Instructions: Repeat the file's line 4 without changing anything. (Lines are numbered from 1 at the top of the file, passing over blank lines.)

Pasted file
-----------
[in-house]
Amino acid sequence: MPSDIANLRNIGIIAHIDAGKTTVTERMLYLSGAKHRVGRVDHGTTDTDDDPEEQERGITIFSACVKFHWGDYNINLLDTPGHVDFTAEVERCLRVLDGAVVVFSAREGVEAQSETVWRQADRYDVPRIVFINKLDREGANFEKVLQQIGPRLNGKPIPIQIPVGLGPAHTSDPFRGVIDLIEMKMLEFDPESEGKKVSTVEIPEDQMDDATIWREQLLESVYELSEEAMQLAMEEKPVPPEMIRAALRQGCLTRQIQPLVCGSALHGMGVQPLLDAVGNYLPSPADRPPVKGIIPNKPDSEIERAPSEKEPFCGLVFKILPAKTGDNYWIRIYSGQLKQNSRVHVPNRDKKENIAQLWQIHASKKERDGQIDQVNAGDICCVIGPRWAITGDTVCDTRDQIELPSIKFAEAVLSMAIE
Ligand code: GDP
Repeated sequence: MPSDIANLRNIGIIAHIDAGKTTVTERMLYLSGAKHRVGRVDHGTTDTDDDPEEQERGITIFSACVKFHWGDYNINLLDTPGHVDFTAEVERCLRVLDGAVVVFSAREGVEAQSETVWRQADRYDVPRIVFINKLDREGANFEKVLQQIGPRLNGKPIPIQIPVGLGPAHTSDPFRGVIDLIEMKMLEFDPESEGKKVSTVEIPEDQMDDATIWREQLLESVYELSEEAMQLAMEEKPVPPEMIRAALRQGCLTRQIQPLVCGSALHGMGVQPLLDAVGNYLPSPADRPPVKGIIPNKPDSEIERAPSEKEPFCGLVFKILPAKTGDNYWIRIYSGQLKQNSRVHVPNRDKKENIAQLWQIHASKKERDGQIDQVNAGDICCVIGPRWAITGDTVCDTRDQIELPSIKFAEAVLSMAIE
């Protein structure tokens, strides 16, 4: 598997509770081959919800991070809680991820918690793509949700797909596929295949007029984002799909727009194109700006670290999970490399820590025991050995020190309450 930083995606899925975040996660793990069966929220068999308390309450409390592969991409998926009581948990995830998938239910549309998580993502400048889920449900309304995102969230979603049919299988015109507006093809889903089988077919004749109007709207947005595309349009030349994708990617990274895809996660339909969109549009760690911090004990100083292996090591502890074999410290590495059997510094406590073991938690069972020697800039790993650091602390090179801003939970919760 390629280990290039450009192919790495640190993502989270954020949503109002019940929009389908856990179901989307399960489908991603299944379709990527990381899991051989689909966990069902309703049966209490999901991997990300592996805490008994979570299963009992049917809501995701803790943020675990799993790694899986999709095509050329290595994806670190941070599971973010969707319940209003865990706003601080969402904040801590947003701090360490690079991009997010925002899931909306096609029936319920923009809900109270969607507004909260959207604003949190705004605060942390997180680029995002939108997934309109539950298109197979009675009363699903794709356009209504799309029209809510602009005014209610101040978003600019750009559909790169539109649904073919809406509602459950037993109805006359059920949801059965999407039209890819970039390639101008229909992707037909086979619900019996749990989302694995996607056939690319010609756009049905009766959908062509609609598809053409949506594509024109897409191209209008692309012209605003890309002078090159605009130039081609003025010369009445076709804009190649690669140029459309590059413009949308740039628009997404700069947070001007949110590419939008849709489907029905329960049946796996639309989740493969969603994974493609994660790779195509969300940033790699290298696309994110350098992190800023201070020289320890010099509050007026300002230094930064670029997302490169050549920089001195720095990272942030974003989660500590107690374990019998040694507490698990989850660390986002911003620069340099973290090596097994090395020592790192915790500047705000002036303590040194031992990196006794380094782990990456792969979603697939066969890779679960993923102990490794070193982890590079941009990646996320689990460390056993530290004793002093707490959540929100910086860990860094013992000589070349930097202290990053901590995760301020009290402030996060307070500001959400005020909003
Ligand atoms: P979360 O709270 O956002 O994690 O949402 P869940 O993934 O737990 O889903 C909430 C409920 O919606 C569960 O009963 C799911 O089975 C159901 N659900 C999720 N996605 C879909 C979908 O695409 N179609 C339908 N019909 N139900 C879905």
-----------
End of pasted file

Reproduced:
Repeated sequence: MPSDIANLRNIGIIAHIDAGKTTVTERMLYLSGAKHRVGRVDHGTTDTDDDPEEQERGITIFSACVKFHWGDYNINLLDTPGHVDFTAEVERCLRVLDGAVVVFSAREGVEAQSETVWRQADRYDVPRIVFINKLDREGANFEKVLQQIGPRLNGKPIPIQIPVGLGPAHTSDPFRGVIDLIEMKMLEFDPESEGKKVSTVEIPEDQMDDATIWREQLLESVYELSEEAMQLAMEEKPVPPEMIRAALRQGCLTRQIQPLVCGSALHGMGVQPLLDAVGNYLPSPADRPPVKGIIPNKPDSEIERAPSEKEPFCGLVFKILPAKTGDNYWIRIYSGQLKQNSRVHVPNRDKKENIAQLWQIHASKKERDGQIDQVNAGDICCVIGPRWAITGDTVCDTRDQIELPSIKFAEAVLSMAIE